As a hiring manager, if employee engagement and retention aren’t on your priority list yet - they should be. The jobs market has changed, and many employers are finding that they no longer hold all the cards when it comes to retaining staff in today’s fast paced environment. Employees no longer prioritise holding a tenure with their current company over seeking a job elsewhere that better suits their lifestyle and career aspirations.
This means that if you’re not doing all you can to keep your staff happy, you could be at greater risk of losing your best talent (and future business leaders) to your competitors. The good news is that many effective employee retention strategies can be relatively easy to implement.
Providing a clear career path
Top employees want to know they have a future at your company. How can an employee envision a future at your company if you have not set out a clear progression path? Make sure you meet with team members regularly to discuss their professional goals and how they can achieve them at your organisation.
Do your part to support your employee’s professional goals and objectives by offering resources such as access to mentors and training programs. Your commitment to offering staff the chance to upskill will not only benefit the individual, but also your bottom line.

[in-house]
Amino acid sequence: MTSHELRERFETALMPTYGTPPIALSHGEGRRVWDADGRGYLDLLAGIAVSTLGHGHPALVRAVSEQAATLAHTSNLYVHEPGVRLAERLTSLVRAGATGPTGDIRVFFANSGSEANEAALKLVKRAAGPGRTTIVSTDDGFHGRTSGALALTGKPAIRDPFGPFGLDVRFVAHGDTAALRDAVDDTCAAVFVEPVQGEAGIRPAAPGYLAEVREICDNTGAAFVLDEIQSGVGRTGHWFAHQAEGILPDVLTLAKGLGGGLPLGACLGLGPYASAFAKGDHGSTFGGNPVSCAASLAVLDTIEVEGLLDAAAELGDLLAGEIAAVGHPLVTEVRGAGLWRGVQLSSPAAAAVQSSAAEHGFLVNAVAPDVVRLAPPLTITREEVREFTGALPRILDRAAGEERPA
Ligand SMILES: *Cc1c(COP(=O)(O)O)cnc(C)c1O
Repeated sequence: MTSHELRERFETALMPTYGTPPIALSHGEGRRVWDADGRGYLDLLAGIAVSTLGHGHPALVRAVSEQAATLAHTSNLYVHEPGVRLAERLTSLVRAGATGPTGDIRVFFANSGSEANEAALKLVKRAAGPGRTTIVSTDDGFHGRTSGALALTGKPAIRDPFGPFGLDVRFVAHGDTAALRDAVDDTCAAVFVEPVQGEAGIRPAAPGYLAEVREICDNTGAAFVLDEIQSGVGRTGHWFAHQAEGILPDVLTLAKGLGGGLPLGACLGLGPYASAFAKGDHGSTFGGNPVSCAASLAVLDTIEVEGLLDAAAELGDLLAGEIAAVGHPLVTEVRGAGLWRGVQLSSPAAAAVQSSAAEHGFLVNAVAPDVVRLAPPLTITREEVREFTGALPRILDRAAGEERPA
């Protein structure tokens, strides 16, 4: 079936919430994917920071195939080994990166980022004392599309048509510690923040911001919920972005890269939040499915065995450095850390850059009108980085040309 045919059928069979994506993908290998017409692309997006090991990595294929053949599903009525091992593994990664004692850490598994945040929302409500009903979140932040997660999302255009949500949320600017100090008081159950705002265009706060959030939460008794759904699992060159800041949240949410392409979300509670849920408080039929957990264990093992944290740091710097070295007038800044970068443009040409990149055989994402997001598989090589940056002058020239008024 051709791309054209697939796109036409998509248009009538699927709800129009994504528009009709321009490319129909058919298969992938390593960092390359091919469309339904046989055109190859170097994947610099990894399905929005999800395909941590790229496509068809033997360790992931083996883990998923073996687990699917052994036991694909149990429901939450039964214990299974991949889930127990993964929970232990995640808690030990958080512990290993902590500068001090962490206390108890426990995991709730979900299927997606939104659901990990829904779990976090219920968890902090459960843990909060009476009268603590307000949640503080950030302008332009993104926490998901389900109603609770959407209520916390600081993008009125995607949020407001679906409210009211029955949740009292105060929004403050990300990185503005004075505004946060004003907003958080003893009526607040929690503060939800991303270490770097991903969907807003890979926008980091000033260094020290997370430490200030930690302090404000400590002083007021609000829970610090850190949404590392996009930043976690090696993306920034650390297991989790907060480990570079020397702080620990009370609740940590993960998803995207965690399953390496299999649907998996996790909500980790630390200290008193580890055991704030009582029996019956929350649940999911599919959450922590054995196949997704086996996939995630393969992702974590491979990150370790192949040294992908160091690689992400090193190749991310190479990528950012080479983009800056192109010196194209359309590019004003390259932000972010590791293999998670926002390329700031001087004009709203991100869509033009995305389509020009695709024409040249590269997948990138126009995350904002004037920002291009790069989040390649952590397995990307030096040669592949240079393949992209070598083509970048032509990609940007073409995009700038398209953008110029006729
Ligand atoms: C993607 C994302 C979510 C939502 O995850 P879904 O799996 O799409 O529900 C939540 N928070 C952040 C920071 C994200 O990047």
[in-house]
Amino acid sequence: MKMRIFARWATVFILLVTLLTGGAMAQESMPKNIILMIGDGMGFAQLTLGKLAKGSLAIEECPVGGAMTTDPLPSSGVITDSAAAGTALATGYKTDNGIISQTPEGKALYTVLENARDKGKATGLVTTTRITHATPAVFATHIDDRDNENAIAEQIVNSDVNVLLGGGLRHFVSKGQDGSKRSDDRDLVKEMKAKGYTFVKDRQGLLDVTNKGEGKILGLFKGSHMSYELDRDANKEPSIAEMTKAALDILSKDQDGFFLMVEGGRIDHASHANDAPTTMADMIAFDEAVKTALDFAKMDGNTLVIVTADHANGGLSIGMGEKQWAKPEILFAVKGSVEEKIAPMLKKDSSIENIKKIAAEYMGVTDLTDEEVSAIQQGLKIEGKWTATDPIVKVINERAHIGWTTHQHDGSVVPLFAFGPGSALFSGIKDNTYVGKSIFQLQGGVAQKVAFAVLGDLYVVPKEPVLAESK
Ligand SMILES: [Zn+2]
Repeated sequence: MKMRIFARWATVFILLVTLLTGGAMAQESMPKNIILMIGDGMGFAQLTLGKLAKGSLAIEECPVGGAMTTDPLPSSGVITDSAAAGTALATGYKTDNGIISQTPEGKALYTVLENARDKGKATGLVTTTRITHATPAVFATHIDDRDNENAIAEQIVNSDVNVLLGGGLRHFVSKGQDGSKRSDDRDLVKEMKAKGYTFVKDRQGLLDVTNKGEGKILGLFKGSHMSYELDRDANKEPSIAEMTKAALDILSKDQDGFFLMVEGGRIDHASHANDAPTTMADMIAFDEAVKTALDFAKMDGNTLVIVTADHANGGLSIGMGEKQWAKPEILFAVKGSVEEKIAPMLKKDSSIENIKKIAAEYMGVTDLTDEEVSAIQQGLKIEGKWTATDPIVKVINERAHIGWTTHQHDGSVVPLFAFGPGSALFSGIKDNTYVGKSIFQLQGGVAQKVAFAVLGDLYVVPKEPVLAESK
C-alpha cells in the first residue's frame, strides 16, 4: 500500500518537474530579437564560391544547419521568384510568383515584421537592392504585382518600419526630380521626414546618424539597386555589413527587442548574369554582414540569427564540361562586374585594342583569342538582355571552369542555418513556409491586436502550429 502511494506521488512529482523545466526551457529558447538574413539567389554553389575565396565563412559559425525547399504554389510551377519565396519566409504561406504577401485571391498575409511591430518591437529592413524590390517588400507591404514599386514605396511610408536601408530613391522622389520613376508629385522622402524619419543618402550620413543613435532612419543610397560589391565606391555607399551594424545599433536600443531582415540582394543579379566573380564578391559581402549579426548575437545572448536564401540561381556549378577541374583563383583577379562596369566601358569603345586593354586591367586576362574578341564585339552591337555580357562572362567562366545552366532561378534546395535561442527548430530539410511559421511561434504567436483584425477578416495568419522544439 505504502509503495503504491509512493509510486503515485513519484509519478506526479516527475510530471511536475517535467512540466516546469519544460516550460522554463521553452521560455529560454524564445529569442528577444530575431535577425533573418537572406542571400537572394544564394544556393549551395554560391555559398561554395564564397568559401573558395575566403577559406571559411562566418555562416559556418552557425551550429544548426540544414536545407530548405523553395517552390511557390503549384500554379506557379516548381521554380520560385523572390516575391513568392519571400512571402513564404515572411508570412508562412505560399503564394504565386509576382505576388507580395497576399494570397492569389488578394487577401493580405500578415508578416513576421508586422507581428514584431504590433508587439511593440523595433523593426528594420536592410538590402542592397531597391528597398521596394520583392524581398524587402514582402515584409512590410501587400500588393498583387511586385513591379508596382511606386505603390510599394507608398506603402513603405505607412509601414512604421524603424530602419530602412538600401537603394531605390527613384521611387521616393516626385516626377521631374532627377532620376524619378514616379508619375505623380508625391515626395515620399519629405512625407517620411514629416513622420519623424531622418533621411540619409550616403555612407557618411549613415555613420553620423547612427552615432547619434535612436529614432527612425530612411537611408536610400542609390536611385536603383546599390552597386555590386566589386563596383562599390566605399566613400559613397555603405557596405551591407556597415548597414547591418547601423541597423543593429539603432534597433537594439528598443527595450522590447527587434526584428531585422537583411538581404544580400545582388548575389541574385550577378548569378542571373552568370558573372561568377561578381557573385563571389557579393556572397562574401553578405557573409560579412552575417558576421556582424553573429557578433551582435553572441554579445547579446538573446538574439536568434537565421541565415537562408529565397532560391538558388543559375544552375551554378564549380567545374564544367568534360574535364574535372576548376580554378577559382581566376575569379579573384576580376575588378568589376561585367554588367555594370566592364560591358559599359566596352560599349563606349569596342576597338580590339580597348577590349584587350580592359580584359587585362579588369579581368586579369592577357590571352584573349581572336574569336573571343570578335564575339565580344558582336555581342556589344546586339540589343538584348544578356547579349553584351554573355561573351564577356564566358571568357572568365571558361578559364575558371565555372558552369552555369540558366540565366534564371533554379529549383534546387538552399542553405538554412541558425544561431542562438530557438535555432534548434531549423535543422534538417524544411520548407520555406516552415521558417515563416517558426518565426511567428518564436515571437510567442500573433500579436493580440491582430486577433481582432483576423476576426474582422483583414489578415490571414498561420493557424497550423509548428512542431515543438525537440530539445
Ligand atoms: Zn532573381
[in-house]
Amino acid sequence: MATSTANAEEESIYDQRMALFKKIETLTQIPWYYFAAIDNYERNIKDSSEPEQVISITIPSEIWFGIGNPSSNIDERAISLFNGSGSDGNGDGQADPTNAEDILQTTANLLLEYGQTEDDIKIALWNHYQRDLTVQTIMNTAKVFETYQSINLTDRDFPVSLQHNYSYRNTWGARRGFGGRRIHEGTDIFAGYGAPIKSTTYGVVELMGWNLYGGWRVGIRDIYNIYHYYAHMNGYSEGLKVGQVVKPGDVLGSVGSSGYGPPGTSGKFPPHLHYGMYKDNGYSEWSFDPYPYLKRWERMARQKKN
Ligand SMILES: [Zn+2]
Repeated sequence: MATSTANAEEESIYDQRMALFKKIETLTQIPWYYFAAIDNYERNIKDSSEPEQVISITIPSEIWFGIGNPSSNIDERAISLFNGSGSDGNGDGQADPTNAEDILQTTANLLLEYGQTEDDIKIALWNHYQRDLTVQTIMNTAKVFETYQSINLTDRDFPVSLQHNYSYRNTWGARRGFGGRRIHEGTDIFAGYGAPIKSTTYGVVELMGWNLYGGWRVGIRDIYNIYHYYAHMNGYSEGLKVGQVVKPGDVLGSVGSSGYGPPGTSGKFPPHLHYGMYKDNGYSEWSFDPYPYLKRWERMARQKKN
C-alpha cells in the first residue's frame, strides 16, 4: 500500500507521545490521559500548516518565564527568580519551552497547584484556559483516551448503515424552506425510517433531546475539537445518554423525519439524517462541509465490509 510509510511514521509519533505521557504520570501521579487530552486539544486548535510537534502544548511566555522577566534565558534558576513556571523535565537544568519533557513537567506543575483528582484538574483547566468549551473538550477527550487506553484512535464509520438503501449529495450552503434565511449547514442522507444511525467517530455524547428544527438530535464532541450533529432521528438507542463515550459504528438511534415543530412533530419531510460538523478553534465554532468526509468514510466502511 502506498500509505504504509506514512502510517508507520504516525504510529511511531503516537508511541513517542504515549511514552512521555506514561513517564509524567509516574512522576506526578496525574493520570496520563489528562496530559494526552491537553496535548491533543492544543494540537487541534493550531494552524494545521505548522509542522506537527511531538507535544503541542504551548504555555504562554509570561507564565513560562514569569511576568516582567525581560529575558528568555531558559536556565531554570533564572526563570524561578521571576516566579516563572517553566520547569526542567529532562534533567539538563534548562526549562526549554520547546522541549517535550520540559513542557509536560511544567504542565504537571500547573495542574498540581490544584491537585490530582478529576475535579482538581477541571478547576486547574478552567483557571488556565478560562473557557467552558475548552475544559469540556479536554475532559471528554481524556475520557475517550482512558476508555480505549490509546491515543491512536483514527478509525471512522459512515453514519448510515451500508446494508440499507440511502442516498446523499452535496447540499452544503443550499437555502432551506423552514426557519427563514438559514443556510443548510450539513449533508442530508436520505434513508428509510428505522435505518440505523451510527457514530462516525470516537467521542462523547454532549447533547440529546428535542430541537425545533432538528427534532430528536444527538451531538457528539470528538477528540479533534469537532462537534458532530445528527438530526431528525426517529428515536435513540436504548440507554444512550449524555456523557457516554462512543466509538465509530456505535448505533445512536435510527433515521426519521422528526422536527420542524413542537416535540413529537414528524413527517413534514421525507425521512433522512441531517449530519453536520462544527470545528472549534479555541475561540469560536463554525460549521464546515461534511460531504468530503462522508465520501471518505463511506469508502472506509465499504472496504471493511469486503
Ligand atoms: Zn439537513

Having a rewards program in place is an excellent retention strategy to acknowledge staff achievements, focusing on fairness and consistent delivery. When people feel that leaders notice and truly value their contributions, their motivation and loyalty grow. Be careful that the same employees don’t constantly receive all of the praise or that you only offer recognition out of a sense of obligation, because it can harm morale.
Pay rises, bonuses and other financial rewards are a good starting point when it comes to employee engagement, but understand that offering a public “thank you” at a staff meeting can be just as meaningful, if not more so. Consider combining this verbal act of praise along with a simple reward, such as a gift card, movie or concert tickets as a token of your appreciation for a job well done.